If AUTO isn't pciking what I need, I go directly to the 3D mode and select one point. In this 3D mode, once you assign an AF point to a target, it tracks and moves around the finder automatically as the target moves!
If you want to use only one sensor, select S, or single.
Use the big rear thumb control to select which of the 51 sensors to use. Tap the center to go straight to the center sensor.
Once selected, the sensor will not move with this setting.
I'll use the center or other sensors when testing lenses, and that's about it. I prefer the AUTO and 3D modes.
d9: Dynamic 9
d9 is like the S selection, except that it uses a 3x3 sensor matrix centered around your selected sensor.
As a subject moves a little, the D800 and D800E will use its choice of any of these 9 sensors to arrive at the best focus — but only shows the first sensor you selected for the sake of your sanity.
I never use this. It is a good setting if you have a subject with limited motion, but I prefer the 3D setting for moving subjects.
d21: Dynamic 21
d21 is like the d9 selection, except that it uses a flock of 21 sensors centered around your selected sensor.
As a subject moves, the D800 and D800E will use its choice of any of these 21 sensors to arrive at the best focus — but only shows the first sensor you selected for the sake of your sanity.
I never use this. It is a good setting if you have a subject with moderate motion, but I prefer the 3D setting.
d51: Dynamic 51
d51 is like the d21 selection, except that it uses any of the sensors as it sees fit.
As a subject moves, the D800 and D800E will use its choice of any of the 51 sensors to arrive at the best focus — but only shows the first sensor you selected for the sake of your sanity.
This setting is best for unpredicably moving subjects.
I never use this.
3D allows the D800 or D800E to choose any sensor it likes as a subject moves all over.
Once you select 3d, select a sensor with the rear multi-control switch, and as soon as the D800 and D800E gets something in focus, the D800 and D800E will track that sucker all over the frame — and you'll see the sensor move, too!
In 3D mode, you don't even need to select or move the AF point. You may find it easier to use the center point, point the camera so the center point is on the target, and then move the camera and let it move the AF point for you, instead of selecting a different point with the thumb control.
The D800 and D800E is the smartest camera on earth for doing this, at least as I write this in July 2012. Once it gets focused, the D800 and D800E uses distance, motion and even color information to track your subject all over the frame, and keep the correct sensor selected and the focus locked to it like the bite of an angry pit bull. Once you select a sensor and the the D800 and D800E grabs focus, it's not letting go until you've got your shot.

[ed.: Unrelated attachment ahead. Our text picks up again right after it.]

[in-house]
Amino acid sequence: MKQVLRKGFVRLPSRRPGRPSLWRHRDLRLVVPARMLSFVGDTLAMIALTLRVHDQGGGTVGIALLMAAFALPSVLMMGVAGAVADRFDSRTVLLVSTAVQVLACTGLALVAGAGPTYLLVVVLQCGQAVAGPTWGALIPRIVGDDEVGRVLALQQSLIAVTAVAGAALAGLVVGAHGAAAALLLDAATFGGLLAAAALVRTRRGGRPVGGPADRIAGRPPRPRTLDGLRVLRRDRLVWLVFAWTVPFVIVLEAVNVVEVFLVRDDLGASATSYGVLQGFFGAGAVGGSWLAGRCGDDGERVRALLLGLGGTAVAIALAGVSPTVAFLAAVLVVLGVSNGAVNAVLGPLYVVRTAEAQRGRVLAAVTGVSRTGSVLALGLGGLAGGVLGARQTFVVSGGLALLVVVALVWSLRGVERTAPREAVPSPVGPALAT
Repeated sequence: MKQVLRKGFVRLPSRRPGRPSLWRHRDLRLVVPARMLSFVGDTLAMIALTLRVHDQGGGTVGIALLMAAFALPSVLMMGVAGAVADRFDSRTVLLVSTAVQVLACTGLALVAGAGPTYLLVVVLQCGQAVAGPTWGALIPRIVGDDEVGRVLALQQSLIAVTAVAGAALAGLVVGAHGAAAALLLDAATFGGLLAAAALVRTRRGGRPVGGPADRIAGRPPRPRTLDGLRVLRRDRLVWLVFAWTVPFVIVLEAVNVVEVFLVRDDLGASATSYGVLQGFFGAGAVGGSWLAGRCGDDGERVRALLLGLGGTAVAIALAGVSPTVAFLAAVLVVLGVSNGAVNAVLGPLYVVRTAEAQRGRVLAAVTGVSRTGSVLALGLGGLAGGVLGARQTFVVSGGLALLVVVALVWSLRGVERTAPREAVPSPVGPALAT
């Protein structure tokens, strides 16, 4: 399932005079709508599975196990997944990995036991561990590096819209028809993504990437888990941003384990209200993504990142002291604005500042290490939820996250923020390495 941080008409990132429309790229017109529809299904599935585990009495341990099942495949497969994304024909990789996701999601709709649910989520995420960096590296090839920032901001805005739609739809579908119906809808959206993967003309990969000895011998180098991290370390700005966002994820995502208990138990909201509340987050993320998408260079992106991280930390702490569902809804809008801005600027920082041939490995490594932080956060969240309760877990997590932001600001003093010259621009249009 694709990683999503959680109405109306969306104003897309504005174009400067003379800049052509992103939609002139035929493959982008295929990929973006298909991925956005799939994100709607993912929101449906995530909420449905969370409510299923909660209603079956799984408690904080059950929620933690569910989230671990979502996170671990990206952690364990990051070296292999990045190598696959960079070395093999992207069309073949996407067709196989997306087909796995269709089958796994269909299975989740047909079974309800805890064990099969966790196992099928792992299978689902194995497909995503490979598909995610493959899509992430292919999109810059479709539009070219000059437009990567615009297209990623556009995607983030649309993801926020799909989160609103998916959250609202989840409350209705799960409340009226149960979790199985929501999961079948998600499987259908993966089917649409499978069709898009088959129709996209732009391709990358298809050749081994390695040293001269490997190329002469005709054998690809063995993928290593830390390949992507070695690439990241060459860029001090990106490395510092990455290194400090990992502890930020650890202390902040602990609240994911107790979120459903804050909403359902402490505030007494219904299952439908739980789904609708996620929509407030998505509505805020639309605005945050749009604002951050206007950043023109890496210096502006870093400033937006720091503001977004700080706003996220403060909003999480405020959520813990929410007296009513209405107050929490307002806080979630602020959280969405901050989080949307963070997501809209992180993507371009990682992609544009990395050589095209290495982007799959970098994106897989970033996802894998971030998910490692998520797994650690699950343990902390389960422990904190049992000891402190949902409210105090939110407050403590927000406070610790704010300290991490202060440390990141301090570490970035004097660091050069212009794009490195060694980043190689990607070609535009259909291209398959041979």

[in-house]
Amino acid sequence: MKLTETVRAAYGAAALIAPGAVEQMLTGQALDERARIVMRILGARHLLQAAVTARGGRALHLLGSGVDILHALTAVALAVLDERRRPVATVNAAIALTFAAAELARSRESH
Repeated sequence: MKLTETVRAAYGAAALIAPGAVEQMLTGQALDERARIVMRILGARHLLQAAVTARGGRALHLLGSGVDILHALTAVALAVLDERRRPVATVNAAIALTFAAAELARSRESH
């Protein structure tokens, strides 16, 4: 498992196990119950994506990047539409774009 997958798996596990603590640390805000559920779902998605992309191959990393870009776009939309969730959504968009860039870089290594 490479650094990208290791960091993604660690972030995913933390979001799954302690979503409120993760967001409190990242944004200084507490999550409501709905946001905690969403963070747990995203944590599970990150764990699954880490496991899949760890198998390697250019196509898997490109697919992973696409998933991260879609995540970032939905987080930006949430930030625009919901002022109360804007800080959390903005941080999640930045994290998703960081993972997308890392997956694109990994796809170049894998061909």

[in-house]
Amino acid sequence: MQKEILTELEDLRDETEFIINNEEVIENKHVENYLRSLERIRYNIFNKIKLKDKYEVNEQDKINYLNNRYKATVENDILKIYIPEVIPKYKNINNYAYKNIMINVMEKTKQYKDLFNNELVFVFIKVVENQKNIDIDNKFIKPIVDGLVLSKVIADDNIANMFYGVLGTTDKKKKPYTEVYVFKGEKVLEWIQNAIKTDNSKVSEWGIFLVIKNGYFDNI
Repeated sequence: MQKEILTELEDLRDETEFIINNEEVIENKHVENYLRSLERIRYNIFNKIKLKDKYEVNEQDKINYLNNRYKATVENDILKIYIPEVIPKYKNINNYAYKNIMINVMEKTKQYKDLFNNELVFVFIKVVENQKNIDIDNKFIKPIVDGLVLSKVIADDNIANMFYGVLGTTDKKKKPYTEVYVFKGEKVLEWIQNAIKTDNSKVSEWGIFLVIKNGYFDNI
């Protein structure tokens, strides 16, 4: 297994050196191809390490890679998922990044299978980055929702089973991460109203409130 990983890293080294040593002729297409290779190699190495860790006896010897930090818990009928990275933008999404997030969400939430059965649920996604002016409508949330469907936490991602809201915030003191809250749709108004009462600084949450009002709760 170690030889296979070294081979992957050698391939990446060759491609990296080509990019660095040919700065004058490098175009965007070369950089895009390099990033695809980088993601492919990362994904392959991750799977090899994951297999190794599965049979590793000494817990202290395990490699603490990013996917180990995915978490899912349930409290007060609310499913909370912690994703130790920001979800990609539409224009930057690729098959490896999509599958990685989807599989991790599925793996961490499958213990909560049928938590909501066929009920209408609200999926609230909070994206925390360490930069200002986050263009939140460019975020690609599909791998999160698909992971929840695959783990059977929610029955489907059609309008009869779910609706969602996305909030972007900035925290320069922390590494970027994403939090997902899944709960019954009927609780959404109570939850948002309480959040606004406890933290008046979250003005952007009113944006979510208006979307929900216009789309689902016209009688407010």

There are more controls in the menus, but once set once, you're good to go.
To set these, press:
MENU > CUSTOM SETTING MENU (pencil) > a Autofocus.
I explain them in great detail in the menus section of my Nikon D800 and D800E User's Guide.
THe main reason you ought to change one of these menu items is that the D800 and D800E default to taking a lot of out-of-focus pictures in the AF-C mode unless you change CSM a1 to ensure that it takes in-focus pictures — honest!
My Favorite Settings
Most of the Time
As I've said, I use AUTO AF-Area mode, and AF-S for stills and AF-C for people and action.
I use the 3D mode and select my own sensors to start if AUTO isn't cutting it.
If and only if the D800 and D800E isn't picking the desired AF sensors all by itself, or isn't tracking movement, only then will I change the settings.
If the AF areas aren't tracking well, I'll select 3D AF-Area mode and select the starting AF areas manually.
Handing the D800 or D800E to a Non-Photographer
The D800 and D800E makes great photos, even when used as a point-and-shoot.
KNOBS and BUTTONS
FRONT < < NEXT
Help me help you top
I support my growing family through this website, as crazy as it might seem.
The biggest help is when you use any of these links when you get anything, regardless of the country in which you live. It costs you nothing, and is this site's, and thus my family's, biggest source of support. These places have the best prices and service, which is why I've used them since before this website existed. I recommend them all personally.
If you find this page as helpful as a book you might have had to buy or a workshop you may have had to take, feel free to help me continue helping everyone.
While free to read online, this page is formally registered and copyrighted, so it is unlawful to make copies, especially in the form of printouts for personal use or saving these pages or files. If you wish to make a printout for personal use, you are granted one-time permission to print from your browser (there is no PDF) only if you PayPal me $5.00 per printout, file save, or part thereof, unless of course you bought your D800 through one of my links. This is how I justify spending weeks away from my family writing and sharing all this for free online.
Thank you and thanks for your support!